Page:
The Supreme Court officially ruled on June 18 that the state of Texas did not violate the First Amendment with their original decision to ban any specialty license plates from displaying the Confederate flag.
Justice Clarence Thomas was the swing vote in the 5-to-4 decision. In the end, Justice Stephen G. Breyer announced the decision, saying the court “cannot force Texas to include a Confederate battle flag on its specialty license plates.”
“Just as Texas cannot force a private citizen to convey on his or her license plate a message with which he or she does not agree, so the Sons of Confederate Veterans cannot force Texas to convey on its license plate a message with which the state does not agree,” Breyer said, according to the Washington Post.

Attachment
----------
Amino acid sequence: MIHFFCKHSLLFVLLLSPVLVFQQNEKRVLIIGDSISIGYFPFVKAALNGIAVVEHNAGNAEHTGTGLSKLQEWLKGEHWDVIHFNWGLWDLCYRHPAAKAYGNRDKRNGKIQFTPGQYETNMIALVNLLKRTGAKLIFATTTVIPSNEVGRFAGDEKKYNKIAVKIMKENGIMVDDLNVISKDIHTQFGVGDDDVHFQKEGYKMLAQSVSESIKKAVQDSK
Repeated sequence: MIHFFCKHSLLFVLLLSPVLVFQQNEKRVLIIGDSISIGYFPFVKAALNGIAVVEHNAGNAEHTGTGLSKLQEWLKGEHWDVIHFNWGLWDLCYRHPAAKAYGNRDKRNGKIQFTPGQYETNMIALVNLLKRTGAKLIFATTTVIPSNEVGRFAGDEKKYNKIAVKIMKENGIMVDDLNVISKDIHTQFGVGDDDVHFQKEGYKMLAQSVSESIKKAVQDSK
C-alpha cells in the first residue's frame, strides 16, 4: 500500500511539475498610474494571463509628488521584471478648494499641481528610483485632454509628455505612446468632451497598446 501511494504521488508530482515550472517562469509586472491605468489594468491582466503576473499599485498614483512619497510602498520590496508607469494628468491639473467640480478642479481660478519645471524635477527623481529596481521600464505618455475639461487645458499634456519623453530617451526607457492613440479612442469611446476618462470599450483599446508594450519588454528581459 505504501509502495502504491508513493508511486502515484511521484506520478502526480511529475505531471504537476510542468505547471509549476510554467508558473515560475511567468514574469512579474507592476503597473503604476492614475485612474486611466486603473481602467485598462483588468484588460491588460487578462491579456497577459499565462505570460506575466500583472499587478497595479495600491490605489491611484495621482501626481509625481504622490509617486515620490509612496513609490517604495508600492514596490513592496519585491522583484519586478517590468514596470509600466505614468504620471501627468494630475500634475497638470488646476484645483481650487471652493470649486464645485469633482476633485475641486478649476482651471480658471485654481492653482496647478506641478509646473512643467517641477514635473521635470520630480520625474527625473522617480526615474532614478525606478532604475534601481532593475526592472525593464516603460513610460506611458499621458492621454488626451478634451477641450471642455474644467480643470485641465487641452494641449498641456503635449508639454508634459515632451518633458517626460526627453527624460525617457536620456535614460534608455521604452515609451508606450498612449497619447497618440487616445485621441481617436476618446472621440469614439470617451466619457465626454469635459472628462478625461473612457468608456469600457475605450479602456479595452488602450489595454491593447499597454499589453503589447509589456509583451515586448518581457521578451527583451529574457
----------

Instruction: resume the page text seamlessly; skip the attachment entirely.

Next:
A Texas board originally denied the addition of the Confederate flag, saying “a significant portion of the public associate the Confederate flag with organizations advocating expressions of hate directed toward people or groups.”
Texas currently allows its residents to pick from hundreds of specialty license plates. Sports teams, colleges and service organizations are featured on these plates, which accumulated $17.6 million from sales in 2014, according to PBS.
The Confederate flag has been a controversial symbol that can evoke both pride or anger due to its complicated and varied use throughout history. The flag is currently featured on license plates in Alabama, Georgia, Louisiana, Maryland, Mississippi, North Carolina, South Carolina, Tennessee and Virginia.